“Yeti” samples are actually from bears
DNA analyses of nine “Yeti” samples of bone, hair, and faeces, originate from bears. But is it conclusive proof that the Yeti does not exist?
According to legend, the abominable snowman, also known as the Yeti, is a dangerous man-eating creature that comes down from the Himalayas to snatch cattle and young girls.
The story has been told for generations, but despite the wild stories, spectacular foot prints, and even Yeti trophies, scientists have not identified the creature behind the myth.
This all changed in 2014, when geneticist Bryan Sykes from Oxford University, UK, analysed the DNA from tufts of hair from a supposed Yeti and – under intense media attention – proposed that it was simply an unidentified species of bear.
Scientists: The samples came from a dog and a bear
Scientist have analysed the DNA from nine samples of hair, teeth, bones, skin, and even faeces, all of which are said to belong to a Yeti.
The DNA revealed that one sample came from a dog, but all others from local bears.
“Our results strongly suggest that the biological basis for the Yeti myth is local bears and the study shows how genetics can be used to clarify other similar mysteries,” says study leader, Charlotte Lindqvist, an evolutionary biologist at the University at Buffalo, USA, and guest professor at Nanyang Technological University, Singapore.
Does not disprove existence of the Yeti
The results were welcomed by Denmark’s only cryptozoologist, Lars Thomas, who is associated with the Centre for Fortean Zoology in the UK.
“It’s good that someone has now looked into Sykes and co’s grandiose statements from the first DNA analyses,” says Thomas.
“But even though it naturally weakens the entire Yeti myth, it actually does not prove that the Yeti doesn’t exist. It only shows that the samples that we have until now associated with a Yeti come from bears,” he says.
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Is the Yeti a polar bear from Svalbard?
Lindqvist is neither a cryptozoologist nor a Yeti expert, but one of the world’s leading experts in bear evolution.
She was drawn to the riddle of the Yeti ever since Sykes and colleagues discovered mysterious DNA in two purported Yeti hair samples, from India and Bhutan.
Both tufts of hair contained bear DNA, but not from any known living species of bear. The closest match was the fossil DNA from a 120,000 year old piece of jaw bone from a polar bear discovered in Svalbard.
“It was a polar bear that I had worked with,” says Lindqvist.
A film crew from Icon Film Company had followed Sykes’ Yeti hunt closely while filming the Big Foot Files, and they turned to Lindqvist to see what she made of the discoveries.
“I thought it was a bit strange if it had been a polar bear in the Himalayas,” she says.
“DNA analyses were very limited so I questioned the conclusions and told the film crew that if they wanted to follow up on this, then they needed to have more thorough DNA analyses and more samples,” says Lindqvist.
Sampled Yeti mummies, relics, and thigh bones
The film crew took her advice and traveled to Nepal to collect more samples.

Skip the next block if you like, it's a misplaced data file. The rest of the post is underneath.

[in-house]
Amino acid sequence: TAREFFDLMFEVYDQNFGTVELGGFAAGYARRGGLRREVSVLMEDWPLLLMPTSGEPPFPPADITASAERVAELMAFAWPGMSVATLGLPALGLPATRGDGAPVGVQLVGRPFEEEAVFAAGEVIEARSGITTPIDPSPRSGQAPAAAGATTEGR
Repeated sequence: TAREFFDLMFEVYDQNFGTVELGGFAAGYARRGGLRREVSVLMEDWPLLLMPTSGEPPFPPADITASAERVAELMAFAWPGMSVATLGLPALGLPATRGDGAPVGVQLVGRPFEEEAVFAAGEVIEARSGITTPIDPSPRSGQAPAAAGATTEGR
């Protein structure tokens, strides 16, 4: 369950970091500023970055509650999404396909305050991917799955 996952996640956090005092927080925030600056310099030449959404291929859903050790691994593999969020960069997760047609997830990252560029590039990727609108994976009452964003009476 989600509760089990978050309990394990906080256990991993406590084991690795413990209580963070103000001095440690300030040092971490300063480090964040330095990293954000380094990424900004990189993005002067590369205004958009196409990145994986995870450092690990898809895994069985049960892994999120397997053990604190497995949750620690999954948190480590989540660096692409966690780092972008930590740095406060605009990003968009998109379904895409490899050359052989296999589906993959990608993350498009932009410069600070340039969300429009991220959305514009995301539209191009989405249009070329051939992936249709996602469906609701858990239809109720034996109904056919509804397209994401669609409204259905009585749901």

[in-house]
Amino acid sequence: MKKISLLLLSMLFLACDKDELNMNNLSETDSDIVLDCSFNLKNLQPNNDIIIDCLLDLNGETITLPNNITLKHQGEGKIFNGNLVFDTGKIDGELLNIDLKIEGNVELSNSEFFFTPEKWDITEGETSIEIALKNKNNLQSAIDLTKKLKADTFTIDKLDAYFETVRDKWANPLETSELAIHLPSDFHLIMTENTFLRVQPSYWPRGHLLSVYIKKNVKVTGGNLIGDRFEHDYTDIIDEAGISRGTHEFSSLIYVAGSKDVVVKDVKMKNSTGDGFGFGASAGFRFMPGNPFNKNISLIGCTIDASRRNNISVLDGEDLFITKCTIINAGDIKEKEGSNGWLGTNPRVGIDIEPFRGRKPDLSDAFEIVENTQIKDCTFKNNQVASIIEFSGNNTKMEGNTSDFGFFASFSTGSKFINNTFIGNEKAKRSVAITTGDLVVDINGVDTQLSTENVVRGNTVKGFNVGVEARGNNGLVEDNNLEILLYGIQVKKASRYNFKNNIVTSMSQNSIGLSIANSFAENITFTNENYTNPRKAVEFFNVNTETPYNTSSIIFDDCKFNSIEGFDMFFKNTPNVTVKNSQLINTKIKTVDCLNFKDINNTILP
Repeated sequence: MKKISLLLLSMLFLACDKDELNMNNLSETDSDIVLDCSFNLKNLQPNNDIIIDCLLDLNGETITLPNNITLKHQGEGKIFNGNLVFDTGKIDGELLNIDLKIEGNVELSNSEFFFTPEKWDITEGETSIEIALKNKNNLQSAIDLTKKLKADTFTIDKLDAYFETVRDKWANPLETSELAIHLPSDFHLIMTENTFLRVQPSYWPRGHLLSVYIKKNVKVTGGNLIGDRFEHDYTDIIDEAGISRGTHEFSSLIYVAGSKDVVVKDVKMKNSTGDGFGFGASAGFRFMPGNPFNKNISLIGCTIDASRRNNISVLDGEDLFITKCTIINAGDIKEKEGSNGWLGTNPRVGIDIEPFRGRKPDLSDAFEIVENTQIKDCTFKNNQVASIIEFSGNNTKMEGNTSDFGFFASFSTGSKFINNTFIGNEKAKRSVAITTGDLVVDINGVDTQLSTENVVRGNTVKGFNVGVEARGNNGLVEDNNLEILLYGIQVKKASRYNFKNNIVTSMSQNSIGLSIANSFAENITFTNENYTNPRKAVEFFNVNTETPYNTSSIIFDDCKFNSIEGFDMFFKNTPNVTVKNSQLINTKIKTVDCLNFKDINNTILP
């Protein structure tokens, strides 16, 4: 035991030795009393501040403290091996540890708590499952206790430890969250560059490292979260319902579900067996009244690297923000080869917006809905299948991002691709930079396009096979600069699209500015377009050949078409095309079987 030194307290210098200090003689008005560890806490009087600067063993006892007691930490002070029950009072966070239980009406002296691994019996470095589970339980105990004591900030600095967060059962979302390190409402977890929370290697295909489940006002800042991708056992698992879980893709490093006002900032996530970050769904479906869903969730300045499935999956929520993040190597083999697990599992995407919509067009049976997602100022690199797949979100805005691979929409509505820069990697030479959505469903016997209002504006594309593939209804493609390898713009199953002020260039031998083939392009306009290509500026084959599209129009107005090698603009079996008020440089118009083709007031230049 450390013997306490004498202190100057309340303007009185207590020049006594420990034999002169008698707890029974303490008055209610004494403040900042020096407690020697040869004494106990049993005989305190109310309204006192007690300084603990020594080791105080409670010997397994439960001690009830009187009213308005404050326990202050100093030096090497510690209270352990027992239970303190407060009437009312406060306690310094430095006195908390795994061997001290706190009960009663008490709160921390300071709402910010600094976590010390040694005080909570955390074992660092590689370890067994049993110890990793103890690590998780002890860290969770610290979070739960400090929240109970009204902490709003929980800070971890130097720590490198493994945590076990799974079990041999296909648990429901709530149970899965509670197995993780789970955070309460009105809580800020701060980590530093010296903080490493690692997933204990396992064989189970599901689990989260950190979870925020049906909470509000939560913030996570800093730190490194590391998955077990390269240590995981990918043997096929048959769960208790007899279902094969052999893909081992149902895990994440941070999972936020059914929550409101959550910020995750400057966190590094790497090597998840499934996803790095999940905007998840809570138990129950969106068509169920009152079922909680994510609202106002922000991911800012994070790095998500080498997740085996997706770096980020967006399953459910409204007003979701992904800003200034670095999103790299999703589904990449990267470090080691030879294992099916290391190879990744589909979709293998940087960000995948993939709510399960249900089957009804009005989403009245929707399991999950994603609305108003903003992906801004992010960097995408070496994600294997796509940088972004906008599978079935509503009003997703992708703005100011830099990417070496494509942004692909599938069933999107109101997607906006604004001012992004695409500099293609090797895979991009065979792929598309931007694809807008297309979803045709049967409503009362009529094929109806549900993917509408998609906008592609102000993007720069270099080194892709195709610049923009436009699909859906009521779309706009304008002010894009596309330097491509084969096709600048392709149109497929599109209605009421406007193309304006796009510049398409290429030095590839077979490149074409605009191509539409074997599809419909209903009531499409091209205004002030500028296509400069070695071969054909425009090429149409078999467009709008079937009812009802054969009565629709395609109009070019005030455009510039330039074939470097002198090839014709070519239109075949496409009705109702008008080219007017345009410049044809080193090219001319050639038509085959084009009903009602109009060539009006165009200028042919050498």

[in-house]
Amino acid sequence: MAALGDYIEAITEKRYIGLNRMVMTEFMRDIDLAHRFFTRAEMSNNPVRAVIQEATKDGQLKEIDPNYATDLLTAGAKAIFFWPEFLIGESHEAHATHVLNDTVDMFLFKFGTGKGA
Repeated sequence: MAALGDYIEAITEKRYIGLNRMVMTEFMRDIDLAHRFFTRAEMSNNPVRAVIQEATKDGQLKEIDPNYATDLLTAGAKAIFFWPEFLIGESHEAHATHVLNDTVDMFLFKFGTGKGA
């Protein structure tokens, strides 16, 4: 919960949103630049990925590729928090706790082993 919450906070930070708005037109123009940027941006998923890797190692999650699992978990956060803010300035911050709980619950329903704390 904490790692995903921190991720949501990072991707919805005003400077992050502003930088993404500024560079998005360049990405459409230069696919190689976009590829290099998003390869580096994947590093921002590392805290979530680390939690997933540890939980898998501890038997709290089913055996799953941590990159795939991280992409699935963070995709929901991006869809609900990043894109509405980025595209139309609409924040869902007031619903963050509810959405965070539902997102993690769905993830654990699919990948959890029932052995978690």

Some samples came from museums and private collections, such as teeth from a stuffed “Yeti” owned by the famous mountaineer, Reinhold Messner, who spent years searching for Yetis after he claimed to have seen one near a Tibetan monastery in 1986. (Today Messner is convinced that the Yeti was in fact a bear.)
Other samples included Yeti faeces owned by Messner, skin from a relic Yeti hand, which the film crew found by a Tibetan monastery, bone dust from a human-like thigh bone discovered in a cave in the Himalayas, and tufts of hair similar to those analysed in Sykes study.
Lindqvist received the samples in small bags with no knowledge of where they came from and analysed them using a method developed to investigate fossil DNA.
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Film crew were disappointed
Like Sykes, Lindqvist and colleagues studied the mitochondrial DNA (mtDNA), which is inherited by the female line and indicates relatives and distinct species.
But where Sykes investigated a single area of mtDNA, Lindqvist went further and mapped the more variable parts of the DNA and in some cases, even the entire mitochondrial genome to identify the species.
The results showed that none of the samples came from a Yeti-human ape or an unknown aggressive prehistoric bear.
“I must admit that that the film crew was rather disappointed,” says Lindqvist.
“But they took it well and said, ‘science is science and these are the results that we arrived at,’ and that’s that,” she says.
Apart from the one sample (the tooth from Messner’s “Yeti”), which turned out to be from a dog, the samples matched three different local bears: the Asiatic black bear, Himalayan brown bear, and the Tibetan brown bear.
Is the mystery solved?
“For me the mystery of the Yeti is now solved, but there will probably be people who say ‘well yes, these samples are from a bear.’ But I think that I’m convinced,” says Lindqvist. Although she is sure that the myth will persist.
Thomas points out that strictly speaking, it does not disprove the existence of the Yeti.
“Just one positive hair sample will prove the existence of the Yeti, but even this many negative samples do not prove that it doesn’t exist,” he says.
But he adds that “the many negative samples clearly reduces the likelihood,” and suggests that the local eye witnesses may not be quite as reliable as once thought.
Read more in the Danish version of this story on Videnskab.dk
Translated by: Catherine Jex
- "Evolutionary history of enigmatic bears in the Tibetan Plateau-Himalaya Region and the identity of the Yeti", Proceedings of the Royal Society B (2017)